It is now a given that glucose-lowering drugs need to show that they can also prevent cardiovascular complications and death, since heart disease is so prevalent among diabetics. Two upcoming events will show just how important a cardiovascular claim is.
Johnson & Johnson’s Invokana is due a decision in July on adding data from the Canvas trial to its label, a move that could help it stop sales from shrinking even more. Astrazeneca, meanwhile, expects results later this year from the Declare-Timi58 trial of Farxiga, and hopes that this will show a specific benefit in heart failure.
Of the three SGLT-2 inhibitors approved so far for type 2 diabetes just one, Lilly and Boehringer Ingelheim’s Jardiance, has been permitted to boast a cardiovascular benefit. Jardiance’s lead in sales over Invokana and Farxiga shows the need for these rivals to catch up with their labelling.
Invokana, of course, has an additional problem in that post-marketing surveillance identified a risk of lower-limb amputations, leading to a black box on the label (Amputation risk adds another cut to Invokana, May 30, 2017). This looks likely to demote the drug from the blockbuster club from next year, according to EvaluatePharma’s consensus of sellside analysts.
|Outlook for SGLT-2 diabetes pills|
|Global sales ($m)|
|Invokana||Johnson & Johnson/Mitsubishi Tanabe||1,020||916||890||836|
|Steglatro||Merck & Co||49||238||414||572|
|Lusefi||Taisho Pharmaceutical Holdings||60||97||126||155|
This is why getting the cardiovascular claim is so important. Without the ability to market on a level playing field with Jardiance – on cardiac benefit at least – Invokana will become a harder sell. Fortunately for J&J, the data from Canvas are pretty good; Invokana reduced the risk of cardiovascular death, or non-fatal myocardial infarction or stroke by 14% versus placebo (ADA – Canvas paints a mixed picture for J&J’s Invokana, June 12, 2017).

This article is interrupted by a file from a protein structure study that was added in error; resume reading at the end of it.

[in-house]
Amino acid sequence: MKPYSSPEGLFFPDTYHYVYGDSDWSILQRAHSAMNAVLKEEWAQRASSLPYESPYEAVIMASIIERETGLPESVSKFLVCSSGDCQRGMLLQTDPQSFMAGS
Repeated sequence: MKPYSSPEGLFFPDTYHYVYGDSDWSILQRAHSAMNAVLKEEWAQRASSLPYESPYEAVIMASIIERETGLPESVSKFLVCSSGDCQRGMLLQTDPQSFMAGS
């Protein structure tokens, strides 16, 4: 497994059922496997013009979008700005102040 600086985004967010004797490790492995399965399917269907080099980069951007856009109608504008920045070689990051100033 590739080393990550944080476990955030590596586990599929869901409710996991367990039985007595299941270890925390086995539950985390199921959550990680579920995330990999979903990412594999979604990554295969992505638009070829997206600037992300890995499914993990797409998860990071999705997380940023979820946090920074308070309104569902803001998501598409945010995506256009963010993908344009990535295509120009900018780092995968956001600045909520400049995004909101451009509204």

As with many of these cardiovascular outcomes studies, the picture behind that endpoint was mixed, with the individual components of the composite missing statistical significance. The same was true of Jardiance, which missed on such secondary endpoints as prevention of myocardial infarctions in the Empa-Reg Outcomes study.
Where both have really shone is on heart failure-related endpoints. Researchers have hypothesised that SGLT-2s' mechanism of action – excretion of blood glucose through the urine – has a diuretic effect that benefits heart failure patients. Indeed, Lilly and Boehringer are testing this with a phase III trial enrolling chronic heart failure patients that have no diabetes diagnosis.
Failure is an option
Astra looks like it learned from the earlier-to-market drugs when it designed the Declare-Timi58 trial. In addition to the cardiovascular death, MI and stroke composite endpoint, Declare has a four-point co-primary composite that includes hospitalisation for heart failure, the only SGLT-2 outcomes study that has done so.
Declare is expected to read out in the second half of 2018. Obviously, showing a benefit is essential for Farxiga to remain relevant – although even without the cardiovascular claim it has caught up to Invokana thanks to the latter’s amputation risk.
However, a specific claim on heart failure hospitalisation could give it an edge against Jardiance. Certainly, when payers are looking at the cost-effectiveness of a drug, prevention of expensive hospital stays is one consideration; the average cost of a heart failure hospital stay for US Medicare beneficiaries is more than $14,000, and 40% are re-admitted within 90 days.
Astra has already pushed hard on the idea that a cardiovascular benefit is a class effect across all SGLT-2 pills. It has funded the CVD-Real “real world” analysis of patient registries demonstrating that SGLT-2s broadly prevent cardiovascular death and hospitalisations – this should have readied payers and physicians for Astra’s marketing message if Declare is positive (ACC – Jardiance heart benefit looks like a class effect, March 20, 2017).
It is possible, of course, that CVD-Real’s results were biased by the benefit of Jardiance and Invokana, which is why regulators will want to see the results of Declare before making a label change. If Astra hopes to keep Farxiga from suffering a decline like Invokana, it needs Declare to be positive.